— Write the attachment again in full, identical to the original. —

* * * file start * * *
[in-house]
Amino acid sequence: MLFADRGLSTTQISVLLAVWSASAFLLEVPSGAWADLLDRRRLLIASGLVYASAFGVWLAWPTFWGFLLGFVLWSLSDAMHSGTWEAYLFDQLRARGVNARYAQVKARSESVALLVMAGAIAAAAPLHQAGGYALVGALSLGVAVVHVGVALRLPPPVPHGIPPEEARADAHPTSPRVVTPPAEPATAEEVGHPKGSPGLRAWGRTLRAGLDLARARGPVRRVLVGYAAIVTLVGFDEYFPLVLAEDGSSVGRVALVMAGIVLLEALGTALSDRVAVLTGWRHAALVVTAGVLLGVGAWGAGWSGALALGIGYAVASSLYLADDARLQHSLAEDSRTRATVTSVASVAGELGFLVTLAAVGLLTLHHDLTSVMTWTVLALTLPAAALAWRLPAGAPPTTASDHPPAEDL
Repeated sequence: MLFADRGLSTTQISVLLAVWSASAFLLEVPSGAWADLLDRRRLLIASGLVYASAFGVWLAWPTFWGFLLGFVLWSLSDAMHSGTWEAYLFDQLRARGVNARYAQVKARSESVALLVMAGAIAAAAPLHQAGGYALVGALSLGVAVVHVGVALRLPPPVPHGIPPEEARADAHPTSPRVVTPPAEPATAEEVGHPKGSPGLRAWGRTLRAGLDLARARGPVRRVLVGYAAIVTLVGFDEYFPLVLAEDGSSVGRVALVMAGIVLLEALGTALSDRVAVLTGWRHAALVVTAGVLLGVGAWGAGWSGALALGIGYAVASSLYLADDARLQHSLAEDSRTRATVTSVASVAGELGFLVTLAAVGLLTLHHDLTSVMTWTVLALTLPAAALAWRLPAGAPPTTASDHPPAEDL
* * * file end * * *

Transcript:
[in-house]
Amino acid sequence: MLFADRGLSTTQISVLLAVWSASAFLLEVPSGAWADLLDRRRLLIASGLVYASAFGVWLAWPTFWGFLLGFVLWSLSDAMHSGTWEAYLFDQLRARGVNARYAQVKARSESVALLVMAGAIAAAAPLHQAGGYALVGALSLGVAVVHVGVALRLPPPVPHGIPPEEARADAHPTSPRVVTPPAEPATAEEVGHPKGSPGLRAWGRTLRAGLDLARARGPVRRVLVGYAAIVTLVGFDEYFPLVLAEDGSSVGRVALVMAGIVLLEALGTALSDRVAVLTGWRHAALVVTAGVLLGVGAWGAGWSGALALGIGYAVASSLYLADDARLQHSLAEDSRTRATVTSVASVAGELGFLVTLAAVGLLTLHHDLTSVMTWTVLALTLPAAALAWRLPAGAPPTTASDHPPAEDL
Repeated sequence: MLFADRGLSTTQISVLLAVWSASAFLLEVPSGAWADLLDRRRLLIASGLVYASAFGVWLAWPTFWGFLLGFVLWSLSDAMHSGTWEAYLFDQLRARGVNARYAQVKARSESVALLVMAGAIAAAAPLHQAGGYALVGALSLGVAVVHVGVALRLPPPVPHGIPPEEARADAHPTSPRVVTPPAEPATAEEVGHPKGSPGLRAWGRTLRAGLDLARARGPVRRVLVGYAAIVTLVGFDEYFPLVLAEDGSSVGRVALVMAGIVLLEALGTALSDRVAVLTGWRHAALVVTAGVLLGVGAWGAGWSGALALGIGYAVASSLYLADDARLQHSLAEDSRTRATVTSVASVAGELGFLVTLAAVGLLTLHHDLTSVMTWTVLALTLPAAALAWRLPAGAPPTTASDHPPAEDL